Langfan: Sectarian Prayer is Perfectly Constitutional
For many years, Americans have been taught that Jefferson’s words in his letter to the Danbury Baptist Association, describing the objective of the 1st Amendment as “building a wall of separation between Church and State,” should be taken at face value, free of context, free of analysis, and unfortunately, our Supreme Court over the years has done so as well. That phrase was infamously hailed as sacrosanct by Justice Hugo Black in his opinion in the 1947 case of Everson v. Board of Education of Ewing Township, and although he agreed that there was not a violation of the Establishment Clause in that particular case, his words were utilized by future Courts to further manipulate and distort the words and real intentions of the Establishment Clause (EC).
Associate Justice William Rehnquist (later to become Chief Justice), in his dissent in the 1985 case of Wallace v. Jaffree, sought to clarify the nature of Jefferson’s “mistaken metaphor” and the real intention of the EC. The main thrust of his argument is that Jefferson’s words, which were written more than a decade after the passage of the Bill of Rights and merely in a letter of courtesy, should not bear such great legal standing. However, the words of Jefferson’s fellow Virginian President James Madison in 1789, which were said in direct relation to the EC, can surely shed light on its meaning and intention.
Madison stated that the EC’s purpose was that “the civil rights of none shall be abridged on account of religious beliefs or worship, nor shall any national religion be established…” Rehnquist explained that “it seems indisputable from these glimpses of Madison’s thinking, as reflected by actions on the floor of the House in 1789, that he saw the Amendment as designed to prohibit the establishment of a national religion. He did not see it as requiring neutrality on the part of the government between religion and irreligion.”
Thus, a violation of the EC can be achieved only with an action that represents an establishment of a state religion—in turn, meaning the substantive violation of civil rights on account of religion. Without such an action, there is no violation.
It is abundantly clear that sectarian prayers which are open to diverse religious groups within the community, but are predominantly led by members of a particular faith, should be permitted in local government meetings, provided there is no intent to favor one faith over another. Aside from the precedent of the Marsh v. Chambers case, which clearly held that not only were prayers allowed before governmental meetings, but that state-sponsored chaplaincy was also constitutional, there is one main reason why this is so: in no way do such prayers constitute an established religion of the state, but merely the beliefs of selected individuals.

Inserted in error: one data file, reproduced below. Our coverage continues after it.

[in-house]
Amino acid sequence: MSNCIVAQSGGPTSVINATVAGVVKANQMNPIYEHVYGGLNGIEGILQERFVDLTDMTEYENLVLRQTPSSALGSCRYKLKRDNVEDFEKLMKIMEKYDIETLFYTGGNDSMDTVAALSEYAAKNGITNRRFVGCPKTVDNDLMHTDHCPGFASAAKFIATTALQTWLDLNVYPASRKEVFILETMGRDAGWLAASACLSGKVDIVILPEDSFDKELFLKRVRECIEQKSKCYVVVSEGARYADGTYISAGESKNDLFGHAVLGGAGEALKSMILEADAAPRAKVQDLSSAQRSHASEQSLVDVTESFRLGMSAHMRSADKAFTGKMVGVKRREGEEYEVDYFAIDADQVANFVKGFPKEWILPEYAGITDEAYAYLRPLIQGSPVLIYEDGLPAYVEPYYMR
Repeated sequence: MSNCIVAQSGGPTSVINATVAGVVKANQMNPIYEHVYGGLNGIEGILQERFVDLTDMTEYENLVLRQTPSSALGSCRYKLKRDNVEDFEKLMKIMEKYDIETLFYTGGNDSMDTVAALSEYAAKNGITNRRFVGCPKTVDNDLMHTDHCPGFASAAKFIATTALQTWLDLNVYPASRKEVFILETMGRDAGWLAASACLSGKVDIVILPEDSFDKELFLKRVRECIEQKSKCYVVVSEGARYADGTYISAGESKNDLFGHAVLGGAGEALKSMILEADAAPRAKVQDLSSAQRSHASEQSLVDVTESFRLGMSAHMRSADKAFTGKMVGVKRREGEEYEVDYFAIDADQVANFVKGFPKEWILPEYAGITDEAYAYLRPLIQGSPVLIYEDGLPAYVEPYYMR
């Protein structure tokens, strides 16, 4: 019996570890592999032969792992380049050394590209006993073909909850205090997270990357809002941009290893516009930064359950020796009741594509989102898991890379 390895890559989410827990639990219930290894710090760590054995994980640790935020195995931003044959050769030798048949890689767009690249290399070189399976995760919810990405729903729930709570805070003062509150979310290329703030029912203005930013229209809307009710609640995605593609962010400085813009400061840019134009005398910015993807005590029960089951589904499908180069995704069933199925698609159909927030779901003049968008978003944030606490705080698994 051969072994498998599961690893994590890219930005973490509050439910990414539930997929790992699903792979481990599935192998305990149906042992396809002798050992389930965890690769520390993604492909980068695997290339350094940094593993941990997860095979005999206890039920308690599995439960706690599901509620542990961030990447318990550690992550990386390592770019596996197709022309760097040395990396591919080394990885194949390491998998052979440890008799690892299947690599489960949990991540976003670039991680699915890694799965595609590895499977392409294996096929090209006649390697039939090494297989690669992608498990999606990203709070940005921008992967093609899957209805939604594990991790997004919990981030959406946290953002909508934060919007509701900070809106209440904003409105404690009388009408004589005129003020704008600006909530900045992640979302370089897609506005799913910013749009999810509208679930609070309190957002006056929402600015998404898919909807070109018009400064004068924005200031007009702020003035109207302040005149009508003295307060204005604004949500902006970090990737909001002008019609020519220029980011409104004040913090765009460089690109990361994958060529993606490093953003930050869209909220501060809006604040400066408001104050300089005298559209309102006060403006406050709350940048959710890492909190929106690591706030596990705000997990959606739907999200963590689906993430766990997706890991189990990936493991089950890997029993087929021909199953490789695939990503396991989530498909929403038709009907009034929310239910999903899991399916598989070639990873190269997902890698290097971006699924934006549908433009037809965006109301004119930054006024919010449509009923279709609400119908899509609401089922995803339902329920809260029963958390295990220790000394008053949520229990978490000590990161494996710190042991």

For actions to constitute those of a state Church, there must be practical negative ramifications, such as coercion or penalties. In other words, there must be a substantive violation of religious civil rights. Absent any of the aforementioned issues, there is no established state Church.
Critics of prayer, like the petitioners in the most recent case of Town of Greece v. Galloway, argue that certain actions do constitute coercion, such as the prefatory request to rise and bow heads. They argue that the failure to do so would lead to social and political ostracism, given the intimate nature of many of these administrative or legislative meetings.
These claims are preposterous in light of Marsh, as well as their significant misunderstanding of coercion. Regarding the first point (of Marsh):
State Senator Chambers, petitioner in the Marsh case, was surely facing more “coercion” than any ordinary citizen in local governmental meetings can claim. Senator Chambers had to stand there as a member of the State Senate, and failure to do so surely would have raised concerns. Yet, the Court ruled nonetheless that adults should be able to deal with ideas with which they may not agree, and since no significant penalty or ramification was involved, there was no coercion.
Regarding the second point: The requests to stand up and bow heads are not coercive. Standing up is simply a sign of respect. If one does not believe in the words being evoked in a certain prayer, there is no substantive negative ramification. There is no demand to participate. There is no penalty for not participating. All there is here is the simple recitation of words that represent the thoughts and religious character of some of the present citizens. Whether one chooses to agree or disagree with the prayer is his own prerogative. But merely standing, in our society, represents neither participation nor agreement. It is simply an act of respect.
I do acknowledge that the element of coercion is representative of an established religion, and if coercion were to take place, a violation of the EC would as well. However, the fact that members of a particular faith, based on their being the majority in a given locale, predominantly lead prayers does not imply coercion.
It is incumbent upon all of us to return to the originalist reading of our Constitution and understand that the EC is clear in its goal: that government not necessarily be banned from having an interest in religion, but that it never establish a Church. The sectarian prayers in discussion do no such thing.